Heading back West from Samoa we travel 8337 miles to a country in Central Asia, with a small part to the west of the Ural River, so therefore in Europe, Kazakhstan is the worlds greatest landlocked countries by land mass and it is the ninth largest country in the whole world. Measuring approximately 2.7 million square km Kazakhstan is larger than all of Western Europe and has become the foremost nation of central Asia economically through the gas and oil production and the country has a huge mineral resource
China, Russia, Kyrgyzstan, Turkmenistan and Uzbekistan border the country and connect with the Caspian sea. The topography of the country is varied and includes rock canyons, steppe, deltas, snow-capped mountains, flatlands and deserts. The 61st most populated country in the world it is home to approximately 18 million people. However, given its vast land area, its population density is among the lowest. In 1997 the capital was changed from Almaty to its present day Astana.
Until the 13th century Kazakhstan was occupied by nomadic tribes, but Genghis Khan made his mark, living in the country as part of the Mongolian Empire. However, after internal skirmishes, power was returned to the nomads, but by the 16th century, the Kazakh materialised as a distinct group, which divides into three ancestral legs living in specific territories. In the 18th Century the Russians started their advance on the area and by the middle of the 19th century Kazakhstan was part of the Russian Empire. it was only after 1917 and the Russian revolution and the civil war that Kazakhstan was finally recognised and in 1936 became and was considered part of the Soviet Union called Kazakh Soviet Socialist Republic. In 1991 after the dissolution of the Soviet Union Kazakhstan was the last of the republics to declare independence. It works hard to develop its economy, but human rights is very poor.
Kazakhstan is populated by 131 ethnicities, including Kazakhs (who make up 63 percent of the population), Russians, Uzbeks, Ukrainians, Germans, Tatars, and Uyghurs. Islam is the religion of about 70% of the population, with Christianity practiced by 26%, Kazakhstan officially allows freedom of religion, but religious leaders who oppose the government are suppressed. The Kazakh language is the state language, and Russian has equal official status for all levels of administrative and institutional purposes, reflecting the long history of Russian dominance in the region.
The cooking/cuisine in Kazakhstan has historically concentrated on mutton and horse meat and also many milk products. Kazakhs were also historically herders, who farmed sheep (fat tailed) camels and horses and were heavily reliant on them for clothing, transportation and of course food. the original nomadic way of life has influenced their cooking techniques and major ingredients. meat in many forms has been the staple and boiling is the traditional way in which Kazakh people cook.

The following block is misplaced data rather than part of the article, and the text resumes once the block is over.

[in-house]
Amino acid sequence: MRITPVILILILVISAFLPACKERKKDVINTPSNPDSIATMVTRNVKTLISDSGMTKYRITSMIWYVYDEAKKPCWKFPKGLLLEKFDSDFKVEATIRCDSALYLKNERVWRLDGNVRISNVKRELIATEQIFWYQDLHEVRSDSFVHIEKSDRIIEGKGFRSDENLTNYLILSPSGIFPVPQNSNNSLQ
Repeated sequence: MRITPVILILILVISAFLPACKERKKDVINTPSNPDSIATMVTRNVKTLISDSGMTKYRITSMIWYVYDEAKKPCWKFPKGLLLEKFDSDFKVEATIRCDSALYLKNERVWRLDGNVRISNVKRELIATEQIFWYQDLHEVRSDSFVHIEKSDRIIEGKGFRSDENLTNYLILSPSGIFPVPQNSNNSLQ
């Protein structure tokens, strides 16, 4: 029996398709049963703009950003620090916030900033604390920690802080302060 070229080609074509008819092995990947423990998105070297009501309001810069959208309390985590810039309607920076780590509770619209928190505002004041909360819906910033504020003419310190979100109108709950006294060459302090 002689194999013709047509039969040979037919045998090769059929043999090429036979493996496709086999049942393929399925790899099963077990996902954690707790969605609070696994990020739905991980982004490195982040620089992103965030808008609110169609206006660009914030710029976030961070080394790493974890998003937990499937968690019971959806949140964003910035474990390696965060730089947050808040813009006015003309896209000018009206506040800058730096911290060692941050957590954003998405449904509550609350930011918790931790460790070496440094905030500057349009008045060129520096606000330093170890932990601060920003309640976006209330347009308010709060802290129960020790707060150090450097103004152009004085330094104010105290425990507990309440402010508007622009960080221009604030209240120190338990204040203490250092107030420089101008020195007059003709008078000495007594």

Kazakhs cared especially for horses which they intended to slaughter—keeping them separate from other animals and feeding them so much that they often became so fat they had difficulty moving.
Horse meat was not on our radar at all for tonight’s supper. Sheep’s meat is also used as common meat and camel meat is also used as a kind of festive meat, but not the main (as camels in Kazakhstan are not as common as horses). Cow’s meat is also a kind of common meat.
Having searched for something to eat that would be easy as it is a school night and Ian is on his own till I walk through the door. Kuyrdak is the national dish of Kazakistan. It is made of lamb and beef meat and is served with spices, herbs and finely chopped onion. . Here is another recipe for the same dish. Ian decided to use the spices from this dish to enhance the other one – so we will see.
Warm up the oil into the pan or a Kazan (the traditional kazak pot) add the cubed beef and lamb. I am told in the recipe that the lamb meat will bring taste and juiciness to the dish. fry off the meat until cooked through.
Slice the onion thinly and add it to the meat. Let them cook through too until brown, stirring continuously for an even cook.
Season well and drop in the cubed potatoes, let them cook for 5 minutes and add 1 cup of water.
At this point Ian added the spices from the other recipe, which enhanced the aromas a lot
Cover with a lid, let simmer for 20 minutes on a low heat.
Serve the Kuyrdak sprinkled with finely chopped parsley and slices of onion.
We served this with a pilaf rice, which contained various dried fruit and almonds.
Family Verdict: A very tasty dish indeed and the,lamb and beef complimented each other. the flavours were gorgeous and the aroma too. Ian said very easy to prepare and he also enjoyed it too. The combination of the two recipes worked really well. Rory not sure about the dish, but then he isn’t sure about a lot of things and would eat roast beef or lamb shanks every night if we let him.. I thought the pilaf was a good combination and both dishes I would certainly have again.
We are realising with our dining experience that there is a lot of similarity with things we cook. the difference is the spices and herbs obviously, but tonight’s dish could have easily have been a curry from India. Some of the casseroles we have prepared from various places have been similar also and no matter where we live we all have similar staples. Granted tonight horse meat isn’t a staple for us here, but other countries besides Kazakhstan eat such meat. This won’t deter us from carrying on because the whole experience is fun and at the end of the day you have to eat in the evening so it helps and even reduces the stress of deciding what to eat.